It’s funny, Hastings does get a bad rep sometimes, but to be honest, we hardly ever saw that side of it. We always stuck to our scene, and when we were not skating, time was usually spent at the Crypt nightclub – aka the Hastings CBGB’s. The skate and music scene was, and is, still thriving. I’m not sure why that is, maybe there’s nothing else to do. Haha! A lot of the music in this edit has come from Hastings bands, or bands with strong ties to Hastings. Admiral Sir Cloudesley Shovell and Maid Of Ace are killing it right now, and they are all Hastings through and though. At the end of the day I love Hastings and its quirky goings-on. If you scratch the surface you will find amazing people and cultures, I couldn’t have asked for a better bunch of guys to have hanging round with for this long. I love the banter skaters have with each other; I think it’s exactly the same worldwide.
Ph: John Holdcroft floats a frontside air on the Hastings ramp in 1989 shot by Joe Sandland.
Explain growing up down there on the coast in the 70’s and 80s, how skateboarding was probably frowned upon, the glue sniffing, the punks, the small coastal town attitude etc…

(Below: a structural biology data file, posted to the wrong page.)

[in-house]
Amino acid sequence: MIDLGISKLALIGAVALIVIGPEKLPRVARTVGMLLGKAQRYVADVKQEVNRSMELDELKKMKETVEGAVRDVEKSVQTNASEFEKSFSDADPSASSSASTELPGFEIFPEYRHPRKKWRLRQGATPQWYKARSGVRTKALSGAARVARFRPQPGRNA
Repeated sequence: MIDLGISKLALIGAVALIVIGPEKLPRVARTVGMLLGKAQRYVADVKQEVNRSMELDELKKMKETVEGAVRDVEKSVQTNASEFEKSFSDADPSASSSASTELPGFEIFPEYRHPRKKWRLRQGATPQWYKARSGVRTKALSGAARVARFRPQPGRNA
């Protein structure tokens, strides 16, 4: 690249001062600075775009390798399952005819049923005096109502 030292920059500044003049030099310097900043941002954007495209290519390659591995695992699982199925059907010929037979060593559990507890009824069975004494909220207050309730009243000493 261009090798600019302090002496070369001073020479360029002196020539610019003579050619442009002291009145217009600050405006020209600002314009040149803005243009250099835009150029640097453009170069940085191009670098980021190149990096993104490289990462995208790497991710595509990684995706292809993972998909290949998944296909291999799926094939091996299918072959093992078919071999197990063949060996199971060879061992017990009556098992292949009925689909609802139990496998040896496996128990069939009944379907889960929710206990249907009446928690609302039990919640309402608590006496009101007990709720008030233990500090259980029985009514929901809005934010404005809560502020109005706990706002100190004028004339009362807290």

I actually grew up in Bexhill, 5 miles from Hastings. I think i started skating 85/86 and riding BMX before that. It was always fun being by the sea in the summertime. Myself and my friend Jason were the only skaters in town at the time. Back then, we didn’t get much grief, but that soon changed as more people started skating. The ‘olds’ used to tell us to “go PLAY somewhere else!”
It’s funny how punks were real punks back then. I always remember the Bexhill/Hastings punks when I was little, and by the late 80s, I guess I was one myself. I think a lot of the old brigade were like “wot you doing on a skateboard?” type of thing. I must admit, I didn’t give a shit. That’s what punk is about though isn’t it? I loved skating back in the late 80s with the the whole skate-punk thing. The Dead Kennedys and skating went hand in hand back then. I was talking to the Maid Of Ace girls in the car about glue sniffing recently and we wondered when those people actually stop doing it. You never hear about that any more. Probably a good thing though, as I remember seeing used glue bags everywhere in the mid-80s!
Brighton’s skate scene was always very territorial and had a ‘locals only’ vibe when I used to travel to skate there in the mid 80’s, did Hastings have some of that attitude too?
I was talking about the Brighton 80s scene the other day with Alex from Wonk Unit, telling him how OTT it was with the ‘locals only’ thing. He was quite surprised! When they built their vert ramp, (about 1987 I think) we used to go there all the time and that vibe was quite apparent. We just wanted to skate that ramp so the attitude wasn’t gonna stop us. Some of the old 70s crew were great though. Nice guys. I always liked skating there.